2. Kibitzer Curiae says:


    If there is an appeal of Judge Soifer’s ruling, it should be interesting (at least for appellate nerds).

    What we have here is a dismissal on multiple alternative bases, but some of them involve want of jurisdiction (sovereign immunity, ripeness), while at least one ground for dismissal involves an affirmative defense, namely res judicata. A lack of jurisdiction is incompatible with a dismissal (or, more commonly in state court, a summary judgment) based on an affirmative defense, and should preclude a determination of the merits of the claim presented and the merits of any affirmative defense asserted as an independent reason why the plaintiff should not succeed.

    Anyhow, if the court of appeals agrees that the trial court lacked jurisdiction based on the defendant’s sovereign immunity or a lack of ripeness (or failure to exhaust administrative remedies), then the court should not even address the alternative ground(s), and could vacate those portions of the trial court order relating to them, or simply affirm the dismissal based on at least on jurisdictional defect. (The trial court order doesn’t say with or without prejudice).

    Does it matter? – Yes. If the disposition is for lack of jurisdiction, the court cannot be said to have taken a position for or against the plaintiff and her cause, and won’t decide the underlying issue one way or the other in a precedent-setting opinion on a novel issue. A judge’s refusal to perform same-sex weddings could presumably still be litigated in some other case in which the plaintiff makes fewer errors, or where the procedural posture is different.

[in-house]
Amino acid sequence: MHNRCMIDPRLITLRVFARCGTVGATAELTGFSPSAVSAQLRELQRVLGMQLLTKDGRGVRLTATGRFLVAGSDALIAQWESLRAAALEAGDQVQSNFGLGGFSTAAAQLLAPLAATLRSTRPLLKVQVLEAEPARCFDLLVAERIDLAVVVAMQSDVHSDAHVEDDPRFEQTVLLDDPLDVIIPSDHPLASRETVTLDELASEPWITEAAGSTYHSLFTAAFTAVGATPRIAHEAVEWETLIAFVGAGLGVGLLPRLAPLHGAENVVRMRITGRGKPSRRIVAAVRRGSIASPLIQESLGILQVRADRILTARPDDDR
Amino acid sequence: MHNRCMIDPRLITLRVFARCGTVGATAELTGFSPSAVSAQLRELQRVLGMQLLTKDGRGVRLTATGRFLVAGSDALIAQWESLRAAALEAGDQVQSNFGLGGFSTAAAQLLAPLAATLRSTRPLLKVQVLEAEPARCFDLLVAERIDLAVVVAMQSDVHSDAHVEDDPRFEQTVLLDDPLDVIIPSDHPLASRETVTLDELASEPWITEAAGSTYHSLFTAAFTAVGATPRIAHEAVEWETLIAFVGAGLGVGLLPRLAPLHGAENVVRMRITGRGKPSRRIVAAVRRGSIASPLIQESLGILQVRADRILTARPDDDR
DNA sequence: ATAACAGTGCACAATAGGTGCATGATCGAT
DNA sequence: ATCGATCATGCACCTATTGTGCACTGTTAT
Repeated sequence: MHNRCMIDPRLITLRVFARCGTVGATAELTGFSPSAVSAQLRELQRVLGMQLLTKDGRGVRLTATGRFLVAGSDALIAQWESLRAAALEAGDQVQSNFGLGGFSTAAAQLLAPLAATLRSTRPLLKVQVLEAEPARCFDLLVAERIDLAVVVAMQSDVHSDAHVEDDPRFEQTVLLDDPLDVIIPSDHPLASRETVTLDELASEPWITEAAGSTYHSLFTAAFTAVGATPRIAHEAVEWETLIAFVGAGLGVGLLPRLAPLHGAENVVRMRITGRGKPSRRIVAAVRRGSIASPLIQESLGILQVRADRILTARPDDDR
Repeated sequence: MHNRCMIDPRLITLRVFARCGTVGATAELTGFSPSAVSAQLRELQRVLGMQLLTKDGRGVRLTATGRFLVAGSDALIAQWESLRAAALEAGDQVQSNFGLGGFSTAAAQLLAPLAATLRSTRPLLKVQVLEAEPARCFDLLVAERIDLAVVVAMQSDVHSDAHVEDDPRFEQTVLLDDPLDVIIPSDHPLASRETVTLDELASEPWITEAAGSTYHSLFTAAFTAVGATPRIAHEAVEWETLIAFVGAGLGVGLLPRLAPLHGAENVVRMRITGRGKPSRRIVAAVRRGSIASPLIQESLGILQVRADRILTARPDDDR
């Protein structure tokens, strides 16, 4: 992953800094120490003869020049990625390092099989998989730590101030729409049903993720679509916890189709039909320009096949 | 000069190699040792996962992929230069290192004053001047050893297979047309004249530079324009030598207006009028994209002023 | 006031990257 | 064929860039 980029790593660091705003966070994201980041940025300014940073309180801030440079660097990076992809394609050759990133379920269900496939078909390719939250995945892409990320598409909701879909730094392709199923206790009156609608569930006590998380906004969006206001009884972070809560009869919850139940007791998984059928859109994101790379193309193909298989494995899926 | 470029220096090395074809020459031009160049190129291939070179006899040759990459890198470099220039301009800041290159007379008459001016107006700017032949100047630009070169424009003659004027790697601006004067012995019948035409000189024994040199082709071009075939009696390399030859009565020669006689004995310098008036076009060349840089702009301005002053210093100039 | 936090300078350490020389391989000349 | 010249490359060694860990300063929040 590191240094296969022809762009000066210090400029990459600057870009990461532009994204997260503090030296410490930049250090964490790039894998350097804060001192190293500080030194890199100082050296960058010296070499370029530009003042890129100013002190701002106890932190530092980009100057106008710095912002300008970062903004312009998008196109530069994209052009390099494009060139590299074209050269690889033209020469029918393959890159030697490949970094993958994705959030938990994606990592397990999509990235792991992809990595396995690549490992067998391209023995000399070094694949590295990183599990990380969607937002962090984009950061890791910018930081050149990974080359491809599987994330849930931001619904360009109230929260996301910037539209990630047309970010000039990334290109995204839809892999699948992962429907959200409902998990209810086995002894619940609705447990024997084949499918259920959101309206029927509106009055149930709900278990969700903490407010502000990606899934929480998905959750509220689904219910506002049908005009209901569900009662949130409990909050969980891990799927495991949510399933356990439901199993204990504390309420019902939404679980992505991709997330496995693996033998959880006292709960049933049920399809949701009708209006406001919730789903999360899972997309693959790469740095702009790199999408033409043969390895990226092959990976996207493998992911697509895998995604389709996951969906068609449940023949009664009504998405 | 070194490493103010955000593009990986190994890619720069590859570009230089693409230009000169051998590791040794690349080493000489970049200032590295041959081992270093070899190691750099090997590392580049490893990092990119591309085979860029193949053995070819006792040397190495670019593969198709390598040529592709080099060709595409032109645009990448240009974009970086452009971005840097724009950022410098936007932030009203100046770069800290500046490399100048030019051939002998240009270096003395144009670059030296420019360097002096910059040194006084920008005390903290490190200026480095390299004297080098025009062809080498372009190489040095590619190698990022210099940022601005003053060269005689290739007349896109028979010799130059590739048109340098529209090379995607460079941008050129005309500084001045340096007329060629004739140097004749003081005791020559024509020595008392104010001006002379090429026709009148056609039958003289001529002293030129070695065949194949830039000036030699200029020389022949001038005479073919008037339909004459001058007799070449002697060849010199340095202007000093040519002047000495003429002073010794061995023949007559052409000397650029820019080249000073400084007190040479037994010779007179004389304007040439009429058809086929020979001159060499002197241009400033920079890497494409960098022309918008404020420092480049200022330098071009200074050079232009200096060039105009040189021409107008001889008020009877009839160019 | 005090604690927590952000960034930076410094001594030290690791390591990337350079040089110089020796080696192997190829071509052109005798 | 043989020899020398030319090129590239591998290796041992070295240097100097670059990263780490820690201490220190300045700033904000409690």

Note that in at least one of the serial Hotze COVID-order suits last year, Woodfill also invoked the Religious Freedom Restoration Act and didn’t get it right on the procedural requirements.

    For various immunity arguments as they pertain to issues of judicial discipline see Houston COA opinion in Hagstette v. State Commission on Judicial Conduct, No. 01-19-00208-CV (Tex.App.-Houston [1st Dist.] Dec. 15, 2020).

    In that case, magistrate judges tried to sue the Commission under the Declaratory Judgments Act, albeit involving a dispute unrelated to same-sex marriage, and were likewise unsuccessful.

    “Appellants, the Honorable Eric Hagstette, the Honorable Joseph Licata, III, and the Honorable Jim Wallace (Magistrate Judges) seek a declaratory judgment that the appellees, the State Commission on Judicial Conduct and its individual members[1] (collectively, the Commission) exceeded the scope of their authority in issuing a public admonition against the Magistrate Judges. The Commission filed a plea to the jurisdiction, which the trial court granted. In their sole appellate issue, the Magistrate Judges argue that the trial court had jurisdiction to declare the Commission’s actions void because the Commission and its officials acted beyond their statutory authority. Because we conclude that the Magistrate Judges’ pleadings affirmatively negated the trial court’s subject-matter jurisdiction over the case, we affirm.”

    Google Scholar version of opinion by Justice Richard Hightower here:

  3. Manny says:

    Bill, what Muslim judge has refused to wed gay people?

    Typical racist bs from the resident racist of this blog.

  4. C.L. says:

    “…the queers…”. How quaint. It’s like we’re back in 1958.